Location Managers Guild International

Spring 2020

The Location Managers Guild International (LMGI) is the largest organization of Location Managers and Location Scouts in the motion picture, television, commercial and print production industries. Their membership plays a vital role in the creativ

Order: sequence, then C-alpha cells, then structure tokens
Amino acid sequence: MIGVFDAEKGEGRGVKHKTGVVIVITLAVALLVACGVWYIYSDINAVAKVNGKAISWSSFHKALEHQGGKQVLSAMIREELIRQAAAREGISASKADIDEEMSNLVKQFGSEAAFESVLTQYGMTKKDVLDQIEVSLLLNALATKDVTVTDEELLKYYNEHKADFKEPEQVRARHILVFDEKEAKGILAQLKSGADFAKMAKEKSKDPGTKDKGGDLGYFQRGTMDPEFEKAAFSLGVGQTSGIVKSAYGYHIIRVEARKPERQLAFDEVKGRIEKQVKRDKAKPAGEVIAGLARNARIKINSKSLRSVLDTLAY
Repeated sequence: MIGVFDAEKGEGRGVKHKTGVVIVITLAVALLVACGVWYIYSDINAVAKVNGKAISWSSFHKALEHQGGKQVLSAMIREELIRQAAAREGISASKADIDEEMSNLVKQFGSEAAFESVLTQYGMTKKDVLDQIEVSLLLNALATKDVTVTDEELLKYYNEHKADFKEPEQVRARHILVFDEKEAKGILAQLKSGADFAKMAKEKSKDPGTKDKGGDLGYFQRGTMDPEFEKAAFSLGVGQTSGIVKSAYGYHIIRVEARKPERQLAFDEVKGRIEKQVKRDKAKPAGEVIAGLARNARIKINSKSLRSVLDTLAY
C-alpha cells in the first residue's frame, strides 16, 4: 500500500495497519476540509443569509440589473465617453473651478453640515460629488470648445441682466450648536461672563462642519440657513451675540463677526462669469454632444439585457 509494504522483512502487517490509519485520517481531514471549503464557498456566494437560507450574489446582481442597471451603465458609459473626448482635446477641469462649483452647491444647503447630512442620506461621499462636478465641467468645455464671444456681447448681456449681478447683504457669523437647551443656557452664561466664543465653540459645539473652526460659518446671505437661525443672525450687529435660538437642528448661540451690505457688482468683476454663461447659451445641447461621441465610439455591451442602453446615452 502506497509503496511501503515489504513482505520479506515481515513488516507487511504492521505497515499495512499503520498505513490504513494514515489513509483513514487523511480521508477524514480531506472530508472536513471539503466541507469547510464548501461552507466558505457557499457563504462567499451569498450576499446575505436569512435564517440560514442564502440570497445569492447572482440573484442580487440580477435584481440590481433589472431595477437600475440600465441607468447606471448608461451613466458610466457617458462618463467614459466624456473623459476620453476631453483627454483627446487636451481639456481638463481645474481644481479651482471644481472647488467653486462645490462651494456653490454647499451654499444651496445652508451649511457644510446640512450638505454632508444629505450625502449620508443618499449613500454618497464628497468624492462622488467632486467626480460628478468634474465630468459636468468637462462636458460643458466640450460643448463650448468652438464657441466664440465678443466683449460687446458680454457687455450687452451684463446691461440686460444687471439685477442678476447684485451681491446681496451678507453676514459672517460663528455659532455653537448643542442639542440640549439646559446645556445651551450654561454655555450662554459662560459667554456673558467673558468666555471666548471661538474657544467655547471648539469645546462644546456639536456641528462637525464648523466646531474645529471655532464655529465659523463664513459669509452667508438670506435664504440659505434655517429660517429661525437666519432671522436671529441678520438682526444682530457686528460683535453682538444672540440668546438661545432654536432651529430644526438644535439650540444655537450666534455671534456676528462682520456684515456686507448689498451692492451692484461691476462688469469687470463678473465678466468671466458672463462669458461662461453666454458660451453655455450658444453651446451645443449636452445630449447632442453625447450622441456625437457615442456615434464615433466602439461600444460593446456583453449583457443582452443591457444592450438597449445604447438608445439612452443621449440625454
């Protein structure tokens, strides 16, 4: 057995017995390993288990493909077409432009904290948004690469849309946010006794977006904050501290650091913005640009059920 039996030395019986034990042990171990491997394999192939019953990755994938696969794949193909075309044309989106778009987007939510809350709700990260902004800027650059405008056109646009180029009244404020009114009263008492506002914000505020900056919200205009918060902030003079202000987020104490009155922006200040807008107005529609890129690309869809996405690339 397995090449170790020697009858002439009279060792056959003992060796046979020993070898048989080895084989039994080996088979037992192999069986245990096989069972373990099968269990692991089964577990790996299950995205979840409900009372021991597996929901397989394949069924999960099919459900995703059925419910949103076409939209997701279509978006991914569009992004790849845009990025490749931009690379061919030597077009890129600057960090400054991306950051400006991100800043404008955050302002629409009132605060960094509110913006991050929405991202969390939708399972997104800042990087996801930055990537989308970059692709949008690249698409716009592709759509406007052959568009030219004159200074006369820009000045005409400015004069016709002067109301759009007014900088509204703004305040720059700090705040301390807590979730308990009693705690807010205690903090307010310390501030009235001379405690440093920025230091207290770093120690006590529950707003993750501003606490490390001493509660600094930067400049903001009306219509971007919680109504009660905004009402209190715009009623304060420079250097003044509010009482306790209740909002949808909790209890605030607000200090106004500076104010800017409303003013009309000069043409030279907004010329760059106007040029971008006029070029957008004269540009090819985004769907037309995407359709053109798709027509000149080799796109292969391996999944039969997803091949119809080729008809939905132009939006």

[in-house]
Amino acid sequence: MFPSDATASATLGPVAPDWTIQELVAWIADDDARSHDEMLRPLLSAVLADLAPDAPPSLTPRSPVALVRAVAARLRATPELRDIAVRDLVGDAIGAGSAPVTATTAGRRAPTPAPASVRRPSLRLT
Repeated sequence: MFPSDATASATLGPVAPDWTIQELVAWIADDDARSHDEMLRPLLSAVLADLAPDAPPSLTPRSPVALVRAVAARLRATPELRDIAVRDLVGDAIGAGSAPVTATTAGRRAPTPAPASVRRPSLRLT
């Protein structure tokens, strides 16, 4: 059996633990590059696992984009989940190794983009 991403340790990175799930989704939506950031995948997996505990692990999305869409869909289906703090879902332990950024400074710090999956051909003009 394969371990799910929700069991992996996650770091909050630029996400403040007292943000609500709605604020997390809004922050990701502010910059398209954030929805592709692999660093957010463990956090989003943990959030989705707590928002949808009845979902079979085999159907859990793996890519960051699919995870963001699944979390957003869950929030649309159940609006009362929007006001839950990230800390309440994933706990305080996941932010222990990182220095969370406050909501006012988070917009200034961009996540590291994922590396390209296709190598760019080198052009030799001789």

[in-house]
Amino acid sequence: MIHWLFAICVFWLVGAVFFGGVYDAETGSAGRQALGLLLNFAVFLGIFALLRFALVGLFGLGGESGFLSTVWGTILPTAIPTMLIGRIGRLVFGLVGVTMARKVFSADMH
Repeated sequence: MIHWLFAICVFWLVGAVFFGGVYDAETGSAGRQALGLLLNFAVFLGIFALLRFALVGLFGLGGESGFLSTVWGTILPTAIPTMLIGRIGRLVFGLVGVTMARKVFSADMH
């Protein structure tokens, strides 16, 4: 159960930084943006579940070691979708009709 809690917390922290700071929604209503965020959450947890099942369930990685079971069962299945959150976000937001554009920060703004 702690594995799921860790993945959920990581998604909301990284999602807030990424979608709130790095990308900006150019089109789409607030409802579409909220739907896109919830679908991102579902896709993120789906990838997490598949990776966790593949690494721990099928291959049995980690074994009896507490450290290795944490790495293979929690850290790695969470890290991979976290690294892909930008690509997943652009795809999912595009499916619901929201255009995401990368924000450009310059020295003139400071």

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L ocation manager Daniel Lee/LMGI has always been an artsy-type. Raised in Manha an by a mother who worked in the fashion industry, he a ended the LaGuardia Performing Arts High School and started college at Hofstra University while working occasionally as a runway model. It was during his time at Hofstra that he began to turn his a ention toward fi lm, and his growing interest in the medium would eventually send him nearly three thousand miles across the U.S. "Hofstra had a fi lm department," said Lee, "but it wasn't an art school and by that time, I was used to being around artists and creative folks." Feeling more and more out of place at Hofstra, he sought other possibilities. His mother was originally from Oakland, and he'd spent some time on the West Coast as a kid, so California seemed like it might be a good place to try out. "I ended up transferring to the Academy of Art College in San Francisco. I think moving to California was always something that was on my mind," he said, "and being around other quirky artists who didn't follow the norm … more eccentric types … was defi nitely more my style." By that time, Lee had taken a deep dive into fi lm—mostly kung fu movies—and, as his taste expanded, he began to seek out a way to make fi lm his career. It didn't take long. He ended up getting a job as a production assistant on the Will Smith movie The Pursuit of Happyness and worked on a few indie movies and commercials after that, but things changed for him when he got to a job in the production offi ce on the Gus Van Sant feature Milk. The scale of the fi lm, about slain civil rights leader and San Francisco hero Harvey Milk (played by Sean Penn), was eye-opening for Lee and the reception of the fi lm by audiences and the industry alike (Milk was nominated for eight Academy Awards, winning two, including Best Actor for Penn) had a profound effect on him. It was a diffi cult job but the satisfaction he felt at the end of the shoot gave him a hunger for more. "In my experience, the harder, more grueling production often tends to be better in the end and that was defi nitely the case with Milk," said Lee. "I think that the more emotional currency you invest into a project makes it a better project … whereas a project that maybe pays you more where you're less emotionally invested, never seems to work out that well." Lee took that mindset forward as he moved into the Location Department, a move borne out of an unlikely scenario. How Partying Can Lead to the Location Department After a few years of working as a PA and offi ce assistant, Lee found himself in high demand whenever big shows came to the Bay Area and, at that time, working for just 11 or so days on a PA salary would pay all of his expenses. "I was working a lot and most of what I was making was just savings or party money," said Lee. Flush with spare cash, Lee was going out as much as six nights a week partying even though he was always the sober member of the group. Being the sober guy meant that he was counted on to be the designated driver for whoever he was partying with. "This is before every cellphone had a GPS," he explained, "and I was just driving around a lot and constantly going to different places all over the city." A typical night would start at a friend's house. From there, the group would pile into Lee's car and head off to meet up with some more people before heading to a nightclub. After shutting down the nightclub, they'd often head to another house to meet a new group of people. "Someone would write an address on a beer-stained napkin and I would just fumble my way to these different houses all over the city," Lee laughed. "I got lost a ton of times, but eventually, I just stopped getting lost and got really good at making my way around the city." All photos courtesy of A24, except as noted.

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